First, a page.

In 1956, honeybees from Africa were imported into Brazil for genetic studies to try to improve the local European strain of honeybees. In 1957, these AHBs escaped and began to breed with wild and domestic honeybees. Since then, these AHBs have extended their range northward into Central and North America. In 1990, AHBs reached the United States (U.S.) and in October 1993, AHBs were at California’s southern border. AHBs are now established throughout Southern California.
AHBs and European Honeybees (EHBs) look and behave in much the same way. However, there are important differences. AHBs are highly aggressive and very protective of their colony. Vibration or noise, such as a lawn mower or chain saw, within 100 feet of AHBs often incites them to attack. Movement, such as children playing, within 50 feet can also precipitate an attack. During an attack, AHBs will pursue an individual or animal for up to a quarter of a mile. AHBs may remain agitated for eight or more hours.
AHBs differ from EHBs also in their selection of sites for colonies. AHBs build colonies in underground sites, in small sites such as flower pots and old tires, and even in open, unprotected areas. EHBs are far more discriminating in selection of colony sites.
The difference between a swarm and a colony is important because honeybees are generally not aggressive when in a swarm. Bees swarm to establish new colonies. When honeybees swarm, the old queen and the older bees depart to start a new colony elsewhere, while a new queen and the remaining workers perpetuate the old colony. AHBs swarm 20 to 40 times more often than EHBs. Swarms can be recognized by large numbers of bees clinging together in a cluster or ball and not associated with a hive. A swarm may contain 3,000 to 50,000 honeybees, including a large number of bees flying around this cluster.
Are the stings of AHBs more deadly?
The sting of an AHB is no more toxic than that of an EHB. However, because AHBs are far more aggressive, a person can receive ten or more times as many stings from disturbing an AHB colony. Persons who are stung several times or who are allergic to bee stings should seek immediate medical attention. Sting victims should be monitored by a doctor for several days following apparent recovery. Delayed toxic effects from the venom, including kidney failure and cardiac arrest, may occur hours to days after the initial stinging incident.
Why don’t we just kill all bees?
AHBs have had a significant impact on commercial and hobby bee-keeping in the U.S. AHBs may cost the U.S. bee-keeping industry $29 to $58 million annually. However, approximately $20 billion of the U.S. agricultural industry revenues depend on the pollinating efforts of bees. For every dollar of honey and wax sold, $143 worth of pollination is provided by honeybees (Texas A&M University, Department of Entomology). Honeybees are important to the economic welfare of the U.S. Complete destruction of honeybees is not an option for control of AHBs and is discouraged.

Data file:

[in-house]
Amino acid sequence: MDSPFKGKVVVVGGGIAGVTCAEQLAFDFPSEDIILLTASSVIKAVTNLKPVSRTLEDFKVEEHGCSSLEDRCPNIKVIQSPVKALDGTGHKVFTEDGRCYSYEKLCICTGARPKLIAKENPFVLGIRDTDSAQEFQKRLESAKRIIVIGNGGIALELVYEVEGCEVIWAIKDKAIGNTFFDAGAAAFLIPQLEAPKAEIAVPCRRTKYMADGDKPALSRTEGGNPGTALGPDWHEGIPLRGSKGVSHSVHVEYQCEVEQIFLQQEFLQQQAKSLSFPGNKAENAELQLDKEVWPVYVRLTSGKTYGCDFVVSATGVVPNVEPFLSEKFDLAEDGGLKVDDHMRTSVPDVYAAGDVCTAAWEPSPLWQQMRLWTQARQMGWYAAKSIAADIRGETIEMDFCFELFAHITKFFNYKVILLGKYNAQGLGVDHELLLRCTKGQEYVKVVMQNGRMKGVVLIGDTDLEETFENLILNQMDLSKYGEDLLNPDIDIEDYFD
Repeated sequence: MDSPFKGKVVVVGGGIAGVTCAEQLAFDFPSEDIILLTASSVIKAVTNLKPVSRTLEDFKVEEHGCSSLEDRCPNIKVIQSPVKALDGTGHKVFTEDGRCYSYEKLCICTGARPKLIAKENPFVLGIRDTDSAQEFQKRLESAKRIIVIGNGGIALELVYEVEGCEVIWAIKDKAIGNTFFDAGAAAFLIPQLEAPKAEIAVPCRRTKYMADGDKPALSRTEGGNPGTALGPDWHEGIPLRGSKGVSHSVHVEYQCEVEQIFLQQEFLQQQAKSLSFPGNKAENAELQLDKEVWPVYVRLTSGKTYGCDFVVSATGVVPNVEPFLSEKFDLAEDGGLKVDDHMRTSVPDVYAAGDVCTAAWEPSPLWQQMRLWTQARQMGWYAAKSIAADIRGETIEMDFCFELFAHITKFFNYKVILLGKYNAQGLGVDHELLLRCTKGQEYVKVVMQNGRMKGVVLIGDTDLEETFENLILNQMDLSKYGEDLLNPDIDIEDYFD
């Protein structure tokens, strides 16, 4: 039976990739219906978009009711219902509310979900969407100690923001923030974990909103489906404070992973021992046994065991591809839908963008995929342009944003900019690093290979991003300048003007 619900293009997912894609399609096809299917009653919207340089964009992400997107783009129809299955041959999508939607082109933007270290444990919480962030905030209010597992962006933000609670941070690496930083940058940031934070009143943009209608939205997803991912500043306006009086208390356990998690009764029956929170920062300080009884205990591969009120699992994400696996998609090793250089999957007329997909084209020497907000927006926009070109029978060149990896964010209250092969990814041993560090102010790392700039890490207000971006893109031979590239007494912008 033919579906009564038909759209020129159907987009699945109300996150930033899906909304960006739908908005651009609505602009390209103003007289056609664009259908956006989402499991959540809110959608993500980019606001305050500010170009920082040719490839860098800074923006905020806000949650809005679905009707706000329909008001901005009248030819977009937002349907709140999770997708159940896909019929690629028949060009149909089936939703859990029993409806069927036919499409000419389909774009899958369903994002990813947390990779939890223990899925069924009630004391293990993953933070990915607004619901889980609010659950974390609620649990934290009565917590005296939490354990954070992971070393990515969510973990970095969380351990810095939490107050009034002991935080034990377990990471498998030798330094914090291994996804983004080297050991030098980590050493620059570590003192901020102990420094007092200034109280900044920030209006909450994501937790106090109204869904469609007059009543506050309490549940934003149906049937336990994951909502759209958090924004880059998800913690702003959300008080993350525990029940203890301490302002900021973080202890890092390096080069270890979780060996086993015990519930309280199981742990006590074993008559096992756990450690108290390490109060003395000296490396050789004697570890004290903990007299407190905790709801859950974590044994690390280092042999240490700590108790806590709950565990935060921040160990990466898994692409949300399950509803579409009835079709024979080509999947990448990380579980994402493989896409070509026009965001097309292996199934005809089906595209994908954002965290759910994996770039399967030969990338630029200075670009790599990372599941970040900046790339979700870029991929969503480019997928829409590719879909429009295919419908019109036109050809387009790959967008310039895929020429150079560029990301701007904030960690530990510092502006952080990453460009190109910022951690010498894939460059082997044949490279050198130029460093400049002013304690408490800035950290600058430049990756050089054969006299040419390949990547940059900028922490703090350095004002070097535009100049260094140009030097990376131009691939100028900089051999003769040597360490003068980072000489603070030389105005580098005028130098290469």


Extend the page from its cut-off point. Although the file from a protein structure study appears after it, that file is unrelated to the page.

What can I do to keep from being attacked by AHBs?
Honeybees sting only when defending their colony. If you discover a swarm or colony of honeybees, avoid the area. Keep children and pets away from swarms and colonies. Avoid using power equipment or making loud noises or vibrations near colonies. If honeybees attack you, quickly leave the area. A healthy person can usually outrun honeybees. Cover your face with your arms and clothing and seek shelter in an automobile, building, or other enclosed structure. Notify your county agricultural commissioner, environmental health department, or vector control agency. Do not attempt to remove the colony yourself.
How can the stingers be removed?
Honeybees can sting only once. The stingers are barbed and cannot be removed by the bee. After the bee has stung its victim, the stinger, venom sack, and other associated tissues are torn from the bee’s body. Sting victims should remove the stinger as soon as possible, preferably within 20 seconds, to prevent the complete contents of the venom sack from being pumped into the skin. Remove the stinger by scraping it out with your fingernail or the edge of a credit card. Do not pull out the stingers with your fingers or with tweezers since this may squeeze venom into the sting site. Wash the affected area with soap and water. Apply an ice pack to relieve pain. See a doctor if breathing is difficult, if you are stung several times or if you are allergic to bee stings.
Where can I find more information on AHBs?
The California Department of Food and Agriculture has information available on their AHB webpage